Every director is allowed a lull here or there when a couple of their films feel more like blips on the resume compared to the rest of their work. For Wes Anderson, it happened to be back-to-back. After the phenomenal success of Bottle Rocket, Rushmore, and The Royal Tenenbaums, The Life Aquatic with Steve Zissou and in some ways even more so, The Darjeeling Limited, found Anderson in a bit of a slump. Were it not for the casting of Bill Murray as Zissou, the film could have been even more of a letdown. It also helps that Murray is surrounded by the usual suspects of Anderson players to keep the whole enterprise afloat.
Oceanographer Zissou has just premiered his latest documentary where his best friend Esteband du Plantier (Seymour Cassell) gets eaten by what Zissou proclaims to be a jaguar shark. Vowing revenge, Zissou acquires funding from Oseary Drakoulias (Michael Gambon), but finds what he needs in his could-be son Ned Plimpton (Owen Wilson). Aboard Zissou’s research vessel “Belafonte,” the rest of the crew follow Zissou on his search for the shark that took his friend’s life. Along the way, they encounter pirates, mutiny, and pregnant reporter Jane Winslett-Richardson (Cate Blanchett), as they sail off into the wild blue yonder on Zissou’s quest.
Coming from Criterion, it’s no surprise to find that the picture quality is spectacular. Even though it was released in 2004, The Life Aquatic doesn’t look more than a day old. Placed on a 50GB disc it’s framed in its 2.35:1 aspect ratio. Colors are almost over-saturated in every scene but never begin to bloom or bleed — the red of the crew’s caps are the biggest example. Detail is impeccable with only some inherited softer shots that are few and far between. Whether it’s the aforementioned crew caps, Angelica Huston’s blue streaks in her hair, suit lapels, Team Zissou gear, or Murray’s scraggly beard, every fine detail is outstanding.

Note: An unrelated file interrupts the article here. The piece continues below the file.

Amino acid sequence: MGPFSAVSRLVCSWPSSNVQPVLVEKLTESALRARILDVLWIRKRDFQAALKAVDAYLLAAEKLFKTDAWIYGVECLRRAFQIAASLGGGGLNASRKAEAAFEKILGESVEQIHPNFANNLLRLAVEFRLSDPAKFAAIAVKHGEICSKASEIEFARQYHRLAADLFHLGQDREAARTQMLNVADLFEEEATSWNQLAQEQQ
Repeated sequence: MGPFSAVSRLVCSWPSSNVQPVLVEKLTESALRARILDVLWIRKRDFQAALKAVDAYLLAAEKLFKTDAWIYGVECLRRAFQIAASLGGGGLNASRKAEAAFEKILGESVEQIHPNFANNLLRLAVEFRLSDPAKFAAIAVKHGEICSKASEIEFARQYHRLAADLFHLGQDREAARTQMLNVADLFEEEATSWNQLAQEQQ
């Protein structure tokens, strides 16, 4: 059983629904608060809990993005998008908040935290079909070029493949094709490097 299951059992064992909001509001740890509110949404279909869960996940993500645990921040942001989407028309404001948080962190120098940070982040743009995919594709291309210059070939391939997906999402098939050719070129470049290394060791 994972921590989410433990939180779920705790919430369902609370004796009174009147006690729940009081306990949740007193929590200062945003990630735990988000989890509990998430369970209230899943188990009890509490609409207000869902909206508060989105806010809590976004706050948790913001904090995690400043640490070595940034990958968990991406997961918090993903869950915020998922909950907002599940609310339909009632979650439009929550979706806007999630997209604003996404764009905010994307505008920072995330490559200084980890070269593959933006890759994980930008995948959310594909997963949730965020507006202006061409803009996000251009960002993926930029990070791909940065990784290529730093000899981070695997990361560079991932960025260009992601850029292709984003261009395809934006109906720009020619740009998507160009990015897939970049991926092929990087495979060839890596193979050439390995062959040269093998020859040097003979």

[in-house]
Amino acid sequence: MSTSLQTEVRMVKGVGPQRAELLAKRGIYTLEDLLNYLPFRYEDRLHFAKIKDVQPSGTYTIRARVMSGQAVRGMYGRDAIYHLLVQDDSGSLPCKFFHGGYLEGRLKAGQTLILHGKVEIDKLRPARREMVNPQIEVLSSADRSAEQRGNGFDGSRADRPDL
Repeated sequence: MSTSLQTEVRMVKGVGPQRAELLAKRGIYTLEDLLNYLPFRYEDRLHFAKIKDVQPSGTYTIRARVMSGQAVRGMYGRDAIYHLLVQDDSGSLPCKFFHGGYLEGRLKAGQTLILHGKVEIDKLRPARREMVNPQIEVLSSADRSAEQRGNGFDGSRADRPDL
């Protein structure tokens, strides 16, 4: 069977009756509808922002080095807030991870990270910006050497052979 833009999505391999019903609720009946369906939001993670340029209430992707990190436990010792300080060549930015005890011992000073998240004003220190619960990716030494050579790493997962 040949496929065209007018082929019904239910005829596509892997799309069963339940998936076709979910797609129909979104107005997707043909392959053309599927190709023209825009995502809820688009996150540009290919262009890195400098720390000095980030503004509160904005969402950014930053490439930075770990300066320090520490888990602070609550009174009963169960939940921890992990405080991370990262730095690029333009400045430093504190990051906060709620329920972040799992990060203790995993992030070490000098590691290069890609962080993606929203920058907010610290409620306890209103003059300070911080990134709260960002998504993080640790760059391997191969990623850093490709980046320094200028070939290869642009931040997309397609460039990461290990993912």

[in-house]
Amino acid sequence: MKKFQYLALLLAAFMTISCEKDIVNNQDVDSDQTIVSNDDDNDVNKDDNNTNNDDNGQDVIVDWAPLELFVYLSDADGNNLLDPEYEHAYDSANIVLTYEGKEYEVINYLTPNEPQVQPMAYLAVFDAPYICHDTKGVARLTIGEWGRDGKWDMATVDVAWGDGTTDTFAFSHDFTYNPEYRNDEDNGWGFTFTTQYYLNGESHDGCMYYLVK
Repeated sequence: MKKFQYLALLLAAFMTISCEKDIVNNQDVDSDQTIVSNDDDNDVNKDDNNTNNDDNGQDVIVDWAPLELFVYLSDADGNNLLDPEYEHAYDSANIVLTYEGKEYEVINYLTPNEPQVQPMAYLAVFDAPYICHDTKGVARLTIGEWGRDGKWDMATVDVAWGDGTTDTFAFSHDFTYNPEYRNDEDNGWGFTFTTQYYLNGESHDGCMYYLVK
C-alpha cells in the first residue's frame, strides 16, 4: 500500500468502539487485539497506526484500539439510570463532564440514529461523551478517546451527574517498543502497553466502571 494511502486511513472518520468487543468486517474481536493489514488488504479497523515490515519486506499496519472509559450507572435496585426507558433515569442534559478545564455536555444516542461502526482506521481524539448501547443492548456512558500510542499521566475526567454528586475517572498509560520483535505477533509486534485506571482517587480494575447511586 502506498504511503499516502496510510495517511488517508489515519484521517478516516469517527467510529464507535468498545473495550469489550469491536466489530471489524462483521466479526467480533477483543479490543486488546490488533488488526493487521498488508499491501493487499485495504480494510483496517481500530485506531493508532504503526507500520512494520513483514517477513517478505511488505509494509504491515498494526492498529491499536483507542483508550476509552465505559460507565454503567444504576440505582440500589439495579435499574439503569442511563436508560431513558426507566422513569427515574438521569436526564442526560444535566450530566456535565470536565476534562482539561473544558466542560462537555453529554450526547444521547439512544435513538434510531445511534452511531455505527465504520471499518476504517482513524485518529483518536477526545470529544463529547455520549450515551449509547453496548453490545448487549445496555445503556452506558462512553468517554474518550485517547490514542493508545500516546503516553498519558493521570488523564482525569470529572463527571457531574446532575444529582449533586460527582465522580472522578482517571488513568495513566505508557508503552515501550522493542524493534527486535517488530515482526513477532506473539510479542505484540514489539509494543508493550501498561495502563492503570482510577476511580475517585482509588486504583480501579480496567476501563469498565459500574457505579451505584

A nice layer of grain permeates throughout keeping the filmic nature natural. I did notice one white speck pop up in a darkened hallway at the 26-minute mark and a few night sequences are darker than others, but for the most part, shadow detail is fantastic. This also may be the most contrast boosted of Anderson’s films, but not even facial detail gets overwhelmed. The only audio track is a 5.1 DTS-HD Master Audio with English subtitles. While most of the film is rather front heavy — which is fitting considering the confined spaces most of the film takes place in — the music provides plenty of ambiance. Dialogue is always clean and clear, helping make even the most mumbled Murray line hilariously intelligible.
When it comes to Criterion, no one packs more special features into a release. An audio commentary kicks things off. Recorded in February 2005 by Anderson and co-writer Noah Baumbach, the two reminisce about the production at the same tavern where they wrote the film. Full of background noise, this would be one of the more annoying commentary tracks if it hadn’t been done by Anderson. There are two behind the scenes documentaries: “This Is an Adventure” (51:23), from Albert Maysles, Antonio Ferrera, and Matthew Prinzig. Filmed during the 2003 production, it starts to feel very long in the tooth, but it is always fun to watch the cast goof around on set. The second is an “Intern Video Journal” (15:22) shot by Matthew Gray Gubler who also played Intern #1 in the film. This one is more entertaining and shows Gubler’s own mishaps during the filming including bad perms, emergency room visits, and having the time of this life. A third “Making-of-Featurette” (14:33) is an old “Starz on the Set,” here we learn that Anderson has actually been planning this film for 14 years.